04 December, 2020

Cheating The Reaper: Perils, And Process, Of Ejecting From Failing Aircraft

The perils, and process, of ejecting from a failing aircraft, as the g-force tears at a pilot’s body and the minus temperature plunges its icy talons into him

At the crash site of an aircraft of the IAF’s Surya Kiran team
Photograph by PTI
Cheating The Reaper: Perils, And Process, Of Ejecting From Failing Aircraft

At a time of aerial skirmishes across the Loc, as claims and den­ials rend the air, it’s relevant to look at a hazardous eventuality that the professio­nal combat pilot may face. An aviator like Aman Nautiyal, for instance. When seven failures hit Nautiyal in a single sortie, within a matter of two minutes and forty seconds, his brain did not get cluttered. “It actually started working more efficiently,” says the former Indian Air Force fighter pilot, “ensuring that I took the requi­red act­ions correctly.” At that speed, those couple of minutes were long—Nautiyal says he absorbed so much of what was going on inside the cockpit that he could describe it for hours later.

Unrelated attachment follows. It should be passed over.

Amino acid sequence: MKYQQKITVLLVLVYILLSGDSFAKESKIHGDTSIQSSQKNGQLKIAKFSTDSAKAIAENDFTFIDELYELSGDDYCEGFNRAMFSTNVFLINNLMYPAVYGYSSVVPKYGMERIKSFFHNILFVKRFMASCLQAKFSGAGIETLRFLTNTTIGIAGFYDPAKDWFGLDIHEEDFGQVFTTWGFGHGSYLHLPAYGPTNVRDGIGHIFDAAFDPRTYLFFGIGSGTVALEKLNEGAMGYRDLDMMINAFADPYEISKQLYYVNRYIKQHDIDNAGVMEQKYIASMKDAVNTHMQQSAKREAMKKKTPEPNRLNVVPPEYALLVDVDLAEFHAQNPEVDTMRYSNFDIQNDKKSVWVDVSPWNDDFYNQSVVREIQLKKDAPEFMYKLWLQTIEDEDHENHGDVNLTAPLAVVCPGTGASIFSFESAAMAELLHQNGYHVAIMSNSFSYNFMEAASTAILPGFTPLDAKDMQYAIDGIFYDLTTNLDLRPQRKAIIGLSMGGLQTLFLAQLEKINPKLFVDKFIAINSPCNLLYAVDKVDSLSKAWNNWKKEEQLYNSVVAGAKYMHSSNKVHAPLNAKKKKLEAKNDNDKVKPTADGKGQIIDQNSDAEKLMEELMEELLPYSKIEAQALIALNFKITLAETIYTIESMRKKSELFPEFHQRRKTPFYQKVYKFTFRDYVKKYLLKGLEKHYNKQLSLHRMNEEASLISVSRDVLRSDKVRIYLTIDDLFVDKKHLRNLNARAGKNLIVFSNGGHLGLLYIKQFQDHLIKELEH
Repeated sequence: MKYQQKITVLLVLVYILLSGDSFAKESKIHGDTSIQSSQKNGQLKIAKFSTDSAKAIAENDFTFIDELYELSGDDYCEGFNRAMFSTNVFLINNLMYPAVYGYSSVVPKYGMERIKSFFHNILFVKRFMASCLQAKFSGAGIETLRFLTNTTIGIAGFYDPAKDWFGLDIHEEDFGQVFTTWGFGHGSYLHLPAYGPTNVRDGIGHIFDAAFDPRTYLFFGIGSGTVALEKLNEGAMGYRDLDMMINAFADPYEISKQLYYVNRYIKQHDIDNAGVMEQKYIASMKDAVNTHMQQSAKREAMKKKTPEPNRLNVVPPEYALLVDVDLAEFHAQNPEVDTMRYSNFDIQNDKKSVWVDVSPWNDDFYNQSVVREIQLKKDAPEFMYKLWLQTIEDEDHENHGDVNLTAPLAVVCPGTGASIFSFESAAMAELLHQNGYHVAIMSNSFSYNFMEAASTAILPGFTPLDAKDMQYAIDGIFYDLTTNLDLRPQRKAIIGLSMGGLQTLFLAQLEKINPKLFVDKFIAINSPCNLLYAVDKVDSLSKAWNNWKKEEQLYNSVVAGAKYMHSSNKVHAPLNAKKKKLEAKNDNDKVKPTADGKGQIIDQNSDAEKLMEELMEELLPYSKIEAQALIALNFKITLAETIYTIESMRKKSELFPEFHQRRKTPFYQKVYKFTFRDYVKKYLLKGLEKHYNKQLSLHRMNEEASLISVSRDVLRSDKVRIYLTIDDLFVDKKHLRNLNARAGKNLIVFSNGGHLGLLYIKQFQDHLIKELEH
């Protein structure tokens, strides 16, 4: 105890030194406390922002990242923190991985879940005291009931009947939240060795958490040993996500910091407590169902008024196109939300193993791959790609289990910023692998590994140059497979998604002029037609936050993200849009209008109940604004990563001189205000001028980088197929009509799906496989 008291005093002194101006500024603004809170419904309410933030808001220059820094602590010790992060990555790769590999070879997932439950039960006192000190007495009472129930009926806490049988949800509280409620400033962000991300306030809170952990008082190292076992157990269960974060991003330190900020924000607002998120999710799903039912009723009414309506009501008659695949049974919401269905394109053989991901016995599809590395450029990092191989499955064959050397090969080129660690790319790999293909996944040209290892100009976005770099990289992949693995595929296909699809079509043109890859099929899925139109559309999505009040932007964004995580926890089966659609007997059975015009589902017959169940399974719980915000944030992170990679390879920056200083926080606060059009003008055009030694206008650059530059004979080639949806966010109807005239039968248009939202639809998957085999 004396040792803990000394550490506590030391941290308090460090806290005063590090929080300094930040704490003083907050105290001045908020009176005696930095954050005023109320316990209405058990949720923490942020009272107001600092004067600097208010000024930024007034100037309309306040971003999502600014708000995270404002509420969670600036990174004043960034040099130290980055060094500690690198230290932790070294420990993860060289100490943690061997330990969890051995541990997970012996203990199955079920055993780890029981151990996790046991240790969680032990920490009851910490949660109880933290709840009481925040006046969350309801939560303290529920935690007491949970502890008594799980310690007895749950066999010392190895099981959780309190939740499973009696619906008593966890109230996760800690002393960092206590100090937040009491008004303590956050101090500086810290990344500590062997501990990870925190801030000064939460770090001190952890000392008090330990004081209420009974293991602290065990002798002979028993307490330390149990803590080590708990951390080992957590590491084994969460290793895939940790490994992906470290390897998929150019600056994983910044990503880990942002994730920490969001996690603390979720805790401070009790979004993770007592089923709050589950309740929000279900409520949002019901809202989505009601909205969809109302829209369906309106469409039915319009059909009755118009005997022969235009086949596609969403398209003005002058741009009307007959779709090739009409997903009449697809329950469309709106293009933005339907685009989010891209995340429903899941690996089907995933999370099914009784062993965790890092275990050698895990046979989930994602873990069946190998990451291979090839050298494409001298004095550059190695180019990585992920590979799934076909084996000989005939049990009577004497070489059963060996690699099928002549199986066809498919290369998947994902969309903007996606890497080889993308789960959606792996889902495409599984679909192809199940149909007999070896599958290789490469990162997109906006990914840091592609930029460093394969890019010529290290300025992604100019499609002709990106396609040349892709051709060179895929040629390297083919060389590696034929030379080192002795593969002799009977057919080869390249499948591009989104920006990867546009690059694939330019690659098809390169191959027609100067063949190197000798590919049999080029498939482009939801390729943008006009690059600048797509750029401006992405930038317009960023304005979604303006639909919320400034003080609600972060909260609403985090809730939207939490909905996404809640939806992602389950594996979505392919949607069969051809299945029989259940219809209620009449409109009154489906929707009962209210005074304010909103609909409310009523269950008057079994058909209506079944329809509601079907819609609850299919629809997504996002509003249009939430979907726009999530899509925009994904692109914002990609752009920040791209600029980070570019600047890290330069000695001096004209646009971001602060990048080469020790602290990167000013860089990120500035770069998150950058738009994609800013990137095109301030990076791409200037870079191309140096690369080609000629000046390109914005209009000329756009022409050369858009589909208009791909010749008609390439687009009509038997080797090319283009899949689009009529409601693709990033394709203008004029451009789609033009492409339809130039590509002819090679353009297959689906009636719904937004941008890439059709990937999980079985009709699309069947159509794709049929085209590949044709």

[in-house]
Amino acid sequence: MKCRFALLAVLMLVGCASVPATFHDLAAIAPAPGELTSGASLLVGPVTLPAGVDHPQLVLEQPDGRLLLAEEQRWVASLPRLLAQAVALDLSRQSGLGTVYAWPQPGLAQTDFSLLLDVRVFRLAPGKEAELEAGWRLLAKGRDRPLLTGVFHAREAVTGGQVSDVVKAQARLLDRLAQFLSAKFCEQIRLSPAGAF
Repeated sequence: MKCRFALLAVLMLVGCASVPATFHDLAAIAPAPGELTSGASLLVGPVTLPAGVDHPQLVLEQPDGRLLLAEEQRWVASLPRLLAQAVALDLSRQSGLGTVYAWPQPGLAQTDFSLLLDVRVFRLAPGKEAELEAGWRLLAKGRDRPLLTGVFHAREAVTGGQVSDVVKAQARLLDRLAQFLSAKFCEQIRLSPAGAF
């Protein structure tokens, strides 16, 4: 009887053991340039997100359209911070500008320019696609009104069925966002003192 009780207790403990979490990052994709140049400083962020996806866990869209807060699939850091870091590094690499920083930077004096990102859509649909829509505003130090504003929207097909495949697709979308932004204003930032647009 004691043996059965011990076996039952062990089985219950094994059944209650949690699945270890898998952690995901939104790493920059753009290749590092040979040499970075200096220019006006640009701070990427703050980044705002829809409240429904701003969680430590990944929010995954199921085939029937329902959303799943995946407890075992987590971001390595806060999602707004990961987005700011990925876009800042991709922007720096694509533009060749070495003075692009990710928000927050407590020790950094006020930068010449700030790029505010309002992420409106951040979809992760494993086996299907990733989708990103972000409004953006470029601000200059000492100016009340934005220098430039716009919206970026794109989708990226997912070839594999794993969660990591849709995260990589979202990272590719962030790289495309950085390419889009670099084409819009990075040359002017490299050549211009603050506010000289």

But fire is a different proposition altogether. A quick glance at the rear-view and he saw that the entire aircraft was on fire, just a metre behind the cockpit. “Eject! Eject! Eject! came as naturally to me as a fish takes to water, with an inherent desire to curl up in the pre-birth womb posture,” Nautiyal tells Outlook, recalling an...



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